Exploring the methods behind sexual violence estimates: The Composition and Findings from National and International Surveys
Bonnie S. Fisher and Heidi L. Scherer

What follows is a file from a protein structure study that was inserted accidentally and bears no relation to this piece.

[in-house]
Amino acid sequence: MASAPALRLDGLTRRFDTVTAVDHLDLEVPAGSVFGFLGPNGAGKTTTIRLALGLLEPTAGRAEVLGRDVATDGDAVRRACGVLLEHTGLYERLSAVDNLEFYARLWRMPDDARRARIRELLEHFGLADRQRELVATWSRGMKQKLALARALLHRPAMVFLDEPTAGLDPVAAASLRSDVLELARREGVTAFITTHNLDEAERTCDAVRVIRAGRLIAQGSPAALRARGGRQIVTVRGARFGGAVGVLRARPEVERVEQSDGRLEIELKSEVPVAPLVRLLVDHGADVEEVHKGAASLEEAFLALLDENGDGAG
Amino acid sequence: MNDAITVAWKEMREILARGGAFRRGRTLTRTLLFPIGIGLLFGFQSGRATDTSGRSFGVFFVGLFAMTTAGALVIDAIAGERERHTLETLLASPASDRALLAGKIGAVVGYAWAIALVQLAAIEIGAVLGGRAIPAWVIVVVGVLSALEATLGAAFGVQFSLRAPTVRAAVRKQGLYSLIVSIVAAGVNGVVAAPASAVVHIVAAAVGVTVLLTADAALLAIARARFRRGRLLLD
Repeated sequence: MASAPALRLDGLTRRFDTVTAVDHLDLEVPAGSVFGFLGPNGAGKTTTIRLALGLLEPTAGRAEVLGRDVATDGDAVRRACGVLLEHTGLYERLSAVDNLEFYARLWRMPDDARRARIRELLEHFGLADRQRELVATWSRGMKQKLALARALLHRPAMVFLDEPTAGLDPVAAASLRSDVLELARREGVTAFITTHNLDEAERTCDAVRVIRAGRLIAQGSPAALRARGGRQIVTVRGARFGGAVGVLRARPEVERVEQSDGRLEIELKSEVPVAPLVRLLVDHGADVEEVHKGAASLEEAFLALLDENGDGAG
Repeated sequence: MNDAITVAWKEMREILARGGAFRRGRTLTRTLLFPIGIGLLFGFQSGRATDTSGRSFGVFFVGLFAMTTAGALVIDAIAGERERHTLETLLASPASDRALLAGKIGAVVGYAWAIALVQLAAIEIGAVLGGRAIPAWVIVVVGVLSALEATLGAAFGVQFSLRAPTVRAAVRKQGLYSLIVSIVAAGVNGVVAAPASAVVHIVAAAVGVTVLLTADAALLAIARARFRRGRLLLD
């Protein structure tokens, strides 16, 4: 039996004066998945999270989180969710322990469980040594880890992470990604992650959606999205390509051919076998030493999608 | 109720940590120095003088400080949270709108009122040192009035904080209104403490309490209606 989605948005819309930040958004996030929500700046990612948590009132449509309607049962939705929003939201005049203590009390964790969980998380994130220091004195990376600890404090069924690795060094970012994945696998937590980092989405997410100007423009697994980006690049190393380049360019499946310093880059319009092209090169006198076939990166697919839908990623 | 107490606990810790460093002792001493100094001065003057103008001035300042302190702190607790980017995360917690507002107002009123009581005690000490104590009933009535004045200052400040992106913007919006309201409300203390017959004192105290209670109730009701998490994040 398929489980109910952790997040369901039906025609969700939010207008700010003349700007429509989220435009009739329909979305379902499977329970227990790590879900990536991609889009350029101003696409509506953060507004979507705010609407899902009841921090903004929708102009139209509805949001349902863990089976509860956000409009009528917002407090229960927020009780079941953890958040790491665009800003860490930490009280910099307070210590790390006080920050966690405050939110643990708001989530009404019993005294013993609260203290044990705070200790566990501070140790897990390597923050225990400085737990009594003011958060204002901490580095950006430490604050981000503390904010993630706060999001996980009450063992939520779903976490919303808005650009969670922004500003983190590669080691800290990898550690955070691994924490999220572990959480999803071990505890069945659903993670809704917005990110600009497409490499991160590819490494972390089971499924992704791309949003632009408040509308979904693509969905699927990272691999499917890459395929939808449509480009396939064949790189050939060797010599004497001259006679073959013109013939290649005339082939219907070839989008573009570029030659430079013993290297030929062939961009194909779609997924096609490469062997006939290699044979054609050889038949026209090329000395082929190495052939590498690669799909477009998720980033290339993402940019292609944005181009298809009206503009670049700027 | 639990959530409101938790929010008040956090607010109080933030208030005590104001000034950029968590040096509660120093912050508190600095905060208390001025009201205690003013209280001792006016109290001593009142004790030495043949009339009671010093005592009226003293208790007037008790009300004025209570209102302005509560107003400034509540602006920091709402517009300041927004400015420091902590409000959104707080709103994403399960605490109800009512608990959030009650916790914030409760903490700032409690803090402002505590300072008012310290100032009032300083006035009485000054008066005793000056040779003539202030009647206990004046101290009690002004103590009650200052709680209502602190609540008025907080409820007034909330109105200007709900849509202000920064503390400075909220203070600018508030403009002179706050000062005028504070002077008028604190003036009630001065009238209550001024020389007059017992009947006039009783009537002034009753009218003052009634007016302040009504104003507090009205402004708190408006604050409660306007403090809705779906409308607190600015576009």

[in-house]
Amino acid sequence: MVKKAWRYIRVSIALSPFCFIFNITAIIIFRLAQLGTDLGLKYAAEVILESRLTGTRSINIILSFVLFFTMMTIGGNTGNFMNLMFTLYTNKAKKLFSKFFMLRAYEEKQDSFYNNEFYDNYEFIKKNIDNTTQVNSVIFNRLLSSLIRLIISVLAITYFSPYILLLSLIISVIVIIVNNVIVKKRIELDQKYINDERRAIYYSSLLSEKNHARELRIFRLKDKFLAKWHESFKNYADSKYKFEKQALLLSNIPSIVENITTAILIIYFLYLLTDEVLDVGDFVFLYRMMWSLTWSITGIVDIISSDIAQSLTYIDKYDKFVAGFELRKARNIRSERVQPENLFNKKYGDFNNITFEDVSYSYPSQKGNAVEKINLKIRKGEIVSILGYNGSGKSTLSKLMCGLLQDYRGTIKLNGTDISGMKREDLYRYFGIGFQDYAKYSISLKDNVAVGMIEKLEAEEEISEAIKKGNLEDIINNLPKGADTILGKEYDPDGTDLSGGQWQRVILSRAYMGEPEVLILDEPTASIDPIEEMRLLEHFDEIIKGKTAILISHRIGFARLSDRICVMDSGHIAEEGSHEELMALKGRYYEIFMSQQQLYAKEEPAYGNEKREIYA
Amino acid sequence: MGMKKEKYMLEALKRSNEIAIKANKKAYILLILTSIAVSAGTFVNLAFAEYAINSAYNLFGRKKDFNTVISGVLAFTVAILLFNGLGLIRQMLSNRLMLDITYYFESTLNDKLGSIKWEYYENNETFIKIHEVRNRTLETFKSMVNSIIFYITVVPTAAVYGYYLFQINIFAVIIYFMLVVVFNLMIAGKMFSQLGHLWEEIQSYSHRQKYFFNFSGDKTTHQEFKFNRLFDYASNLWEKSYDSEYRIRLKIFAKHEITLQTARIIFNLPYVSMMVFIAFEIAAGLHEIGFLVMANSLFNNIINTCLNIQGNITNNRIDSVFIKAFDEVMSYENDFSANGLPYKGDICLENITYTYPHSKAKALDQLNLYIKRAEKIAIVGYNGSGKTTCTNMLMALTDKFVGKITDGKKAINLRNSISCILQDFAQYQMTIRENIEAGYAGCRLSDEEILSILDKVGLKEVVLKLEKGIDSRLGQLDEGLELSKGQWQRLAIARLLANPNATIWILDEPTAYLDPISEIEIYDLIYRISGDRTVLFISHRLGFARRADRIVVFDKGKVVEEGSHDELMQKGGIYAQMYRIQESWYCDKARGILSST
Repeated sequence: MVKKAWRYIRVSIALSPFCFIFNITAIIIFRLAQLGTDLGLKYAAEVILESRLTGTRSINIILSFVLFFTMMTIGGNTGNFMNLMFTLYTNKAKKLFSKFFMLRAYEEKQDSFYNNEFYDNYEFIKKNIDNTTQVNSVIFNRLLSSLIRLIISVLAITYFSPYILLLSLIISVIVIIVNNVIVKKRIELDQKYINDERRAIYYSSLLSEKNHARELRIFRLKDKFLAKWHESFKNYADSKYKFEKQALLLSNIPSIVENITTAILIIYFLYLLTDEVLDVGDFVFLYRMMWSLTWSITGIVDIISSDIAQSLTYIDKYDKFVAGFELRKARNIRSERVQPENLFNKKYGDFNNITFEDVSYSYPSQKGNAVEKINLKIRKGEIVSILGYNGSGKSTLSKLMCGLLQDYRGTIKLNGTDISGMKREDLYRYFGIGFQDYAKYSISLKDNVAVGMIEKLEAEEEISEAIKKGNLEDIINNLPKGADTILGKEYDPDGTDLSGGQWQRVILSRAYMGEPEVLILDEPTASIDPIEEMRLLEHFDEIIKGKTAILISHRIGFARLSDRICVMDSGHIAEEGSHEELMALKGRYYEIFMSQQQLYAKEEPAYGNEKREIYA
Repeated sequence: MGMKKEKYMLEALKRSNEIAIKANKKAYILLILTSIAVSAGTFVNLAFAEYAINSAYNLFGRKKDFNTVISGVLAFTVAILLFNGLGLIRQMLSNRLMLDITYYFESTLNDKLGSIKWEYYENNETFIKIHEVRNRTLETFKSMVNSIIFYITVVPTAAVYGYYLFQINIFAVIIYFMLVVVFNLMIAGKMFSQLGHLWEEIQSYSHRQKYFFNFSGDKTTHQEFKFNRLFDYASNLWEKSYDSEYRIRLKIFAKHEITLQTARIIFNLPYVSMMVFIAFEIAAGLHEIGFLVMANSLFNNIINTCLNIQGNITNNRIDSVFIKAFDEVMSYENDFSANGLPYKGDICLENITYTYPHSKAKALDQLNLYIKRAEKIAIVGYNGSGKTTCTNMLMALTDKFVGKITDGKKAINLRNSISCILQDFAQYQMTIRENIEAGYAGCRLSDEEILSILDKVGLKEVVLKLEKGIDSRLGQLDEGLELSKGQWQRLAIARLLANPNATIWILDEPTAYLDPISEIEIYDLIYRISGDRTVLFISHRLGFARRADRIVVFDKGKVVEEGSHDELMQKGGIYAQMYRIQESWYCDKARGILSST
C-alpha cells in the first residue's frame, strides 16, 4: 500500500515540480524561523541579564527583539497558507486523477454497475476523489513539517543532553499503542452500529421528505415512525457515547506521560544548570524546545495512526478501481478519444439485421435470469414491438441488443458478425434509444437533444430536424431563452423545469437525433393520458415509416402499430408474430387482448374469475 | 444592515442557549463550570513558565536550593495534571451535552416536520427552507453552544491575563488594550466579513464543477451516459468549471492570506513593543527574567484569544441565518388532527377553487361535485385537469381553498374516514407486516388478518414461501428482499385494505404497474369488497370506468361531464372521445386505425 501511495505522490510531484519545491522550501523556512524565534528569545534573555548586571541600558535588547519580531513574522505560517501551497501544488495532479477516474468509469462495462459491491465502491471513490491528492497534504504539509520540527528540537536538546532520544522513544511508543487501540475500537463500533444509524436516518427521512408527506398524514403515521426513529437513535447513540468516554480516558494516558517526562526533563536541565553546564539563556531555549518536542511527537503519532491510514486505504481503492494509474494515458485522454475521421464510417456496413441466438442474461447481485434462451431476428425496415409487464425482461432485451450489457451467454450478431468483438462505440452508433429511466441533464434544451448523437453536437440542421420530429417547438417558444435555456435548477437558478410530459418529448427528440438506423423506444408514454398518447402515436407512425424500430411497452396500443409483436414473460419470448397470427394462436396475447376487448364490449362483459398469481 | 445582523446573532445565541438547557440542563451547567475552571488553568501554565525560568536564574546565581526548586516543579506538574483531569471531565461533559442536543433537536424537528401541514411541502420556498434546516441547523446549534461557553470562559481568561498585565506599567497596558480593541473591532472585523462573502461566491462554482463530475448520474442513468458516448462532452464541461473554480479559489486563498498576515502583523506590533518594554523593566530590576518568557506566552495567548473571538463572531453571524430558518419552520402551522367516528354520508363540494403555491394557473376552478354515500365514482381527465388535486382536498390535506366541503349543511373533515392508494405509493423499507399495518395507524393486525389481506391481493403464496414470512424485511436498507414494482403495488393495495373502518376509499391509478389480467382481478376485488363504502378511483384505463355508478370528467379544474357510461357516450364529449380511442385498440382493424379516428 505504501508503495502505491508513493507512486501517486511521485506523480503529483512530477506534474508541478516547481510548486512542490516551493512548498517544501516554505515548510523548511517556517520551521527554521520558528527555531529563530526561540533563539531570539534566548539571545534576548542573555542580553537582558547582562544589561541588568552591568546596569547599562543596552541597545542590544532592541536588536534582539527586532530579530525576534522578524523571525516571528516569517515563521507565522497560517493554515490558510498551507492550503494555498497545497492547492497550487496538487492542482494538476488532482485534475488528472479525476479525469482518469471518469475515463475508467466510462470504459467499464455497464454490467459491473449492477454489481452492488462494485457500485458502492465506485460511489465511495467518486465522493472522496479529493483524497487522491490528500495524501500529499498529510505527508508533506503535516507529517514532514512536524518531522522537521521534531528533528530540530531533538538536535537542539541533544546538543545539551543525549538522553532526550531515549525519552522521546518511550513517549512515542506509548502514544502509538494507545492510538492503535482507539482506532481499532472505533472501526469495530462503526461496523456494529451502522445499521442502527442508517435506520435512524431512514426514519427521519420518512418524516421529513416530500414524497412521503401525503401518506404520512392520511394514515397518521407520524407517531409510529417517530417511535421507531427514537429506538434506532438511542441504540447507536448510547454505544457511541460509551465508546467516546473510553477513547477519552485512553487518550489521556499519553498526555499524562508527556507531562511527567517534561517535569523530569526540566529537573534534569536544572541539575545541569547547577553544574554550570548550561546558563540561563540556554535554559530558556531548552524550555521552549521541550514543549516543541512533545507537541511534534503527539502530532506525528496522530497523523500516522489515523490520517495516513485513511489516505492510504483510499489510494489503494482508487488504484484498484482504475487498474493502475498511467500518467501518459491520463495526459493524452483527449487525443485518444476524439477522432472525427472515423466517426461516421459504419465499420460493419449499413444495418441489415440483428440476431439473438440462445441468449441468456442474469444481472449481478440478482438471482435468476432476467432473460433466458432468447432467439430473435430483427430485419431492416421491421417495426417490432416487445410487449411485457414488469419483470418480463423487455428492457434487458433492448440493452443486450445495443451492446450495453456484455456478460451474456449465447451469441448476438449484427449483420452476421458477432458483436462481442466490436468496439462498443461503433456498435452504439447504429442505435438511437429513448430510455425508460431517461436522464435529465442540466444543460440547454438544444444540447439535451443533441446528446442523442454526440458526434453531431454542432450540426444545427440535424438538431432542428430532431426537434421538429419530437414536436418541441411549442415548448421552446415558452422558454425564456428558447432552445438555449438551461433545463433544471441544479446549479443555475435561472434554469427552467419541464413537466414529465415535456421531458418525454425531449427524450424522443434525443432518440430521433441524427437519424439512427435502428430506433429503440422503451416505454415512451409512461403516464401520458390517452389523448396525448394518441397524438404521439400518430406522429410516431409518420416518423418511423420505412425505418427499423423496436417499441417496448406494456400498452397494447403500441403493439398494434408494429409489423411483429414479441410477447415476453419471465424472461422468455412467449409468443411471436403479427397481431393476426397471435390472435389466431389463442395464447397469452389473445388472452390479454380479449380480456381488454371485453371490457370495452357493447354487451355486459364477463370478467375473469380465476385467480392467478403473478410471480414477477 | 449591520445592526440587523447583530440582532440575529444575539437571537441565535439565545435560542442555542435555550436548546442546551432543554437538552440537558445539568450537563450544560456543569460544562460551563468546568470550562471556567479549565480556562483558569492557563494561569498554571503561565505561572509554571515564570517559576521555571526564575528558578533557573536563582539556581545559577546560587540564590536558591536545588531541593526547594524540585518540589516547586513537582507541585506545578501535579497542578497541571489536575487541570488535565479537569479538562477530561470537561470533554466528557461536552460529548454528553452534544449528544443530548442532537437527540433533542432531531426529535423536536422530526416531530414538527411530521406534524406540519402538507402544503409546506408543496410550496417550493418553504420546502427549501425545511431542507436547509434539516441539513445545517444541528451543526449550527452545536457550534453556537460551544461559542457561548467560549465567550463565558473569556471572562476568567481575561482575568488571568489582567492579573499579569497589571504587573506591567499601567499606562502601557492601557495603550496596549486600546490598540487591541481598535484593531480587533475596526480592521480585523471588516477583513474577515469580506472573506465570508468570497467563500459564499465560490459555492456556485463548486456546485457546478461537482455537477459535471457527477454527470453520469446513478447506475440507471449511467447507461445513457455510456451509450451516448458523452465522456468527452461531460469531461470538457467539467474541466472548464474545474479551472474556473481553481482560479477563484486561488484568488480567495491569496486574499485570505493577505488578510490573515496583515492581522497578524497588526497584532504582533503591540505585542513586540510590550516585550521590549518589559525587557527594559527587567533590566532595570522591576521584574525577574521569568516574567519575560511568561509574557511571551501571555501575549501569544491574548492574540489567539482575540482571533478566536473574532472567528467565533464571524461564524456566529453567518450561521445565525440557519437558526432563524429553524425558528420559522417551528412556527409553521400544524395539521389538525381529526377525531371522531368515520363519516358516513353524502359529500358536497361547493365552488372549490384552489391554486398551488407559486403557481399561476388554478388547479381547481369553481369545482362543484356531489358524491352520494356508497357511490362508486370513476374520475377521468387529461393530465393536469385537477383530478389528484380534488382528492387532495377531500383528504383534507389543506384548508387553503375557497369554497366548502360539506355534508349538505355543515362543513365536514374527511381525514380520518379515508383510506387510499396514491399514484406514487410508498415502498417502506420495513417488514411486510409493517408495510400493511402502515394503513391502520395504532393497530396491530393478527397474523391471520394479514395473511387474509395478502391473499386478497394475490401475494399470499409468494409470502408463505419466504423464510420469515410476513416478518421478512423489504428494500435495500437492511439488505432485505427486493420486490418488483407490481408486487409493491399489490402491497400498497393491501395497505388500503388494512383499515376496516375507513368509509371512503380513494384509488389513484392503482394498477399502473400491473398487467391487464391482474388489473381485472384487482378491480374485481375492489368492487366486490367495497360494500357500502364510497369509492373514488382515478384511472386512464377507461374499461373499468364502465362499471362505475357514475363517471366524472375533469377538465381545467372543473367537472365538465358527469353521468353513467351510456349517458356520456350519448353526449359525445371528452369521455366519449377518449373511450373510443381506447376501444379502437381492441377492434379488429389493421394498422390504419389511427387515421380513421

This essay documents the innovations that have been made to improve measuring the scope and dimensions of sexual violence over the last four decades. How sexual violence has been defined and operationalized and methodological factors (e.g., context, two-stage measurement process, question wording, reference period, and mode of administration) are compared and contrasted for several national-level victimization data sources. This essay explores the development of a number of national and international surveys designed to estimate the scope and dimensions of different types of sexual violence. This essay also includes a cross-national examination of sexual violence rates focusing on both differences and similarities across countries, concluding with a discussion of unresolved measurement issues. It also provides thoughts on future directions in measuring sexual violence.